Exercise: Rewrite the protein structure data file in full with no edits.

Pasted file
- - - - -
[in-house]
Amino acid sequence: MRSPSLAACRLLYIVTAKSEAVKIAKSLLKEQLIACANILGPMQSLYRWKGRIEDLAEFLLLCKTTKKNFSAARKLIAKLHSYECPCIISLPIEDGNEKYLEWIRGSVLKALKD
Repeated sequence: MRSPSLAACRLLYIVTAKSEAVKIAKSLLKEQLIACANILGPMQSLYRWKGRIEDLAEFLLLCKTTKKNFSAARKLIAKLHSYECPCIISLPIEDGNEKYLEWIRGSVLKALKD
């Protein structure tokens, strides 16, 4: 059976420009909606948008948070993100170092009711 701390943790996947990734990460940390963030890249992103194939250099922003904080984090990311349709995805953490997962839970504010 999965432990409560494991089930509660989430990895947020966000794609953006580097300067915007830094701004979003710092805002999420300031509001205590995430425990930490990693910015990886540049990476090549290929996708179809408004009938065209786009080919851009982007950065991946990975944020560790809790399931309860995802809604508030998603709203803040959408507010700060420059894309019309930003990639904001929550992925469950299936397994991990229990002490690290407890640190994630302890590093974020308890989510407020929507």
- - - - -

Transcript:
[in-house]
Amino acid sequence: MRSPSLAACRLLYIVTAKSEAVKIAKSLLKEQLIACANILGPMQSLYRWKGRIEDLAEFLLLCKTTKKNFSAARKLIAKLHSYECPCIISLPIEDGNEKYLEWIRGSVLKALKD
Repeated sequence: MRSPSLAACRLLYIVTAKSEAVKIAKSLLKEQLIACANILGPMQSLYRWKGRIEDLAEFLLLCKTTKKNFSAARKLIAKLHSYECPCIISLPIEDGNEKYLEWIRGSVLKALKD
């Protein structure tokens, strides 16, 4: 059976420009909606948008948070993100170092009711 701390943790996947990734990460940390963030890249992103194939250099922003904080984090990311349709995805953490997962839970504010 999965432990409560494991089930509660989430990895947020966000794609953006580097300067915007830094701004979003710092805002999420300031509001205590995430425990930490990693910015990886540049990476090549290929996708179809408004009938065209786009080919851009982007950065991946990975944020560790809790399931309860995802809604508030998603709203803040959408507010700060420059894309019309930003990639904001929550992925469950299936397994991990229990002490690290407890640190994630302890590093974020308890989510407020929507």